From respected historian John S. D. Eisenhower comes a surprising portrait of William Tecumseh Sherman, the Civil War general whose path of destruction cut the Confederacy in two, broke the will of the Southern population, and earned him a place in history as “the first modern general.” Yet behind his reputation as a fierce warrior was a sympathetic man of complex character. A century and a half after the Civil War, Sherman remains one of its most controversial figures—the soldier who brought the fight not only to the Confederate Army, but to Confederate civilians as well. Yet Eisenhower, a West Point graduate and a retired brigadier general (Army Reserves), finds in Sherman a man of startling contrasts, not at all defined by the implications of “total war.” His scruffy, disheveled appearance belied an unconventional and unyielding intellect. Intensely loyal to superior officers, especially Ulysses S. Grant, he was also a stalwart individualist. Confident enough to make demands face-to-face with President Lincoln, he sympathetically listened to the problems of newly freed slaves on his famed march from Atlanta to Savannah. Dubbed “no soldier” during his years at West Point, Sherman later rose to the rank of General of the Army, and though deeply committed to the Union cause, he held the people of the South in great affection. In this remarkable reassessment of Sherman’s life and career, Eisenhower takes readers from Sherman’s Ohio origins and his fledgling first stint in the Army, to his years as a businessman in California and his hurried return to uniform at the outbreak of the war. From Bull Run through Sherman’s epic March to the Sea, Eisenhower offers up a fascinating narrative of a military genius whose influence helped preserve the Union—and forever changed war.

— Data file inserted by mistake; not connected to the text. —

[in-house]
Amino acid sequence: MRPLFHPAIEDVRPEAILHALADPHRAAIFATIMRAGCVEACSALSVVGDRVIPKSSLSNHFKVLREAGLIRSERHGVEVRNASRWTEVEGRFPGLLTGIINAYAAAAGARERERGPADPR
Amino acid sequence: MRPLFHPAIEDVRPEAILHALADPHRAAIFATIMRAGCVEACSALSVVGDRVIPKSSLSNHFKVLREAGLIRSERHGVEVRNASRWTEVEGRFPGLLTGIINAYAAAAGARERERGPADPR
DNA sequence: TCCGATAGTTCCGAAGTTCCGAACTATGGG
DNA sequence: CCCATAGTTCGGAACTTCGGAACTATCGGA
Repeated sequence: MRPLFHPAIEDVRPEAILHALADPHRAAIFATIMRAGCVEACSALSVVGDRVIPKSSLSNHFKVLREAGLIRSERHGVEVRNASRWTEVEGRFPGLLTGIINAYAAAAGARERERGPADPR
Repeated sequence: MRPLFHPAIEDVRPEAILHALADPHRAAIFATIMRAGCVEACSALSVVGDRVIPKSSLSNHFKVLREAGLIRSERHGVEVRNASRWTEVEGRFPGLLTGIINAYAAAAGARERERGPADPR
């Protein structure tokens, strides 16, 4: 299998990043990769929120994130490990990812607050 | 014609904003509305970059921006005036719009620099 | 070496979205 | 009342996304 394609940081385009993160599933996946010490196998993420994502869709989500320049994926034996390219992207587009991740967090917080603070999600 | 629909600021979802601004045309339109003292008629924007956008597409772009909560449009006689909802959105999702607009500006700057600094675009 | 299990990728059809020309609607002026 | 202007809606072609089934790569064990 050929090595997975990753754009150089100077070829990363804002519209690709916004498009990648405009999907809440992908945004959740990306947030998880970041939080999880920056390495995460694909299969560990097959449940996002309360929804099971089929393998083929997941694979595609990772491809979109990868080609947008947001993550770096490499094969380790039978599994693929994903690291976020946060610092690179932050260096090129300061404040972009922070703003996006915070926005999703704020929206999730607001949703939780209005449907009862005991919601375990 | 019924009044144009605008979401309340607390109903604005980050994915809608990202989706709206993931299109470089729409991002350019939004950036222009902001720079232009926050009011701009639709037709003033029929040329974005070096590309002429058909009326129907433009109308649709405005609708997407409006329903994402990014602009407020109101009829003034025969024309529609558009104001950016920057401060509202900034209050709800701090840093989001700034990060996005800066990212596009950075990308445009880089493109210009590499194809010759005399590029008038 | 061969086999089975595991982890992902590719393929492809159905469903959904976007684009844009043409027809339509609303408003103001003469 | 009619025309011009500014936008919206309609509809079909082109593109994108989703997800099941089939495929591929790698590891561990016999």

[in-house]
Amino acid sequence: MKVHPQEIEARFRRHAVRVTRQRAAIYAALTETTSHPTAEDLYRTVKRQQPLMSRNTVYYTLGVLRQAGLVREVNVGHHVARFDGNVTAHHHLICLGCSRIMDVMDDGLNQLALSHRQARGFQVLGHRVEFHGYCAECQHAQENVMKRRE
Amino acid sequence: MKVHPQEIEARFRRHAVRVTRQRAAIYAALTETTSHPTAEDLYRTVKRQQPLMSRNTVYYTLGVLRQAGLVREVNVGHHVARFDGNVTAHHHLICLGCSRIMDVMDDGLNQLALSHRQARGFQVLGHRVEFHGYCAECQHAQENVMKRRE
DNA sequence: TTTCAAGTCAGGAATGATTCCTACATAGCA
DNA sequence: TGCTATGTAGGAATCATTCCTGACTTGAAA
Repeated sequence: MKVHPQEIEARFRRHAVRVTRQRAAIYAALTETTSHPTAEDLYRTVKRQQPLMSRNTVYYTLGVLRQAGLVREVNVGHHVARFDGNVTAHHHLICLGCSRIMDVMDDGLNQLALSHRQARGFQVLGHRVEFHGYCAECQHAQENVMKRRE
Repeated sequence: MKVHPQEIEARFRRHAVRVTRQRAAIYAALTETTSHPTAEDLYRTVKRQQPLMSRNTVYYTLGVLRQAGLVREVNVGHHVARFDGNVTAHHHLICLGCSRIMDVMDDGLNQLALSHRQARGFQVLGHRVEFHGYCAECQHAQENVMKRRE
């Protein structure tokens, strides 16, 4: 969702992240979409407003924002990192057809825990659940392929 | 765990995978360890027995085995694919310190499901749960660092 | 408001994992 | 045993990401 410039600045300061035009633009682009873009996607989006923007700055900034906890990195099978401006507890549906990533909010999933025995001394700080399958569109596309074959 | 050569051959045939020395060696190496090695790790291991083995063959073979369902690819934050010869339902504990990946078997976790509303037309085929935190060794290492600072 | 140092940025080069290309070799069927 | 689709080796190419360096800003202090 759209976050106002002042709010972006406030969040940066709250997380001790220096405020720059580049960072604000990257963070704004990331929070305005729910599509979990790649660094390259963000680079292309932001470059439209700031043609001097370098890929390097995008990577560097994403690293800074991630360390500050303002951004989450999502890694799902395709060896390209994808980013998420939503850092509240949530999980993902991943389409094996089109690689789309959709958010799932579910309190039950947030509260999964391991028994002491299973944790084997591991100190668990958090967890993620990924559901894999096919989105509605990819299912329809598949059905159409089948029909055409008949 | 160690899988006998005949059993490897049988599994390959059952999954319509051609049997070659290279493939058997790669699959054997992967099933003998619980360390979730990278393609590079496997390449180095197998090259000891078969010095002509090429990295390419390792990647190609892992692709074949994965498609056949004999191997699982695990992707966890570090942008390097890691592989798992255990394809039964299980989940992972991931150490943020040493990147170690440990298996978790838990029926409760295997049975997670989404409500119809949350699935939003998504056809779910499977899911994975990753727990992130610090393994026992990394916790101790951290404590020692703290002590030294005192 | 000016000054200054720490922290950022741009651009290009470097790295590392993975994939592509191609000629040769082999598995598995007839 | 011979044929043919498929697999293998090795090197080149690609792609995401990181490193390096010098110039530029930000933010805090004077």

Mit über 700 000 gefallenen Soldaten war der Amerikanische Bürgerkrieg blutiger und verlustreicher als alle Kriege zusammen, die die USA seither geführt haben. Und was seine Brutalität und Totalität angeht, nahm er sogar die Schrecken des Ersten Weltkriegs vorweg. Für John Keegan, laut New York Times «der originellste Militärhistoriker der Gegenwart», ist dieser Konflikt schlichtweg der erste moderne Krieg und zugleich «der wichtigste ideologische Kampf der Weltgeschichte». In seinem Buch schildert er nicht nur die Vorgeschichte des Bürgerkriegs, die großen Ereignisse und Schlachten und welche Folgen sie hatten – er widmet sich genauso den Protagonisten wie Abraham Lincoln, Robert E. Lee oder Ulysses Grant. Dabei geht es ihm neben der profunden militärhistorischen Analyse auch um die politischen Dimensionen und die menschlichen Erschütterungen. Nicht zuletzt beschäftigt ihn die Frage, wie es möglich war, dass ein Land, das so sehr auf Konsens gebaut ist wie die Vereinigten Staaten, von einem tödlichen Bruderkonflikt zerrissen wurde. Ein Standardwerk, das eine Lücke schließt.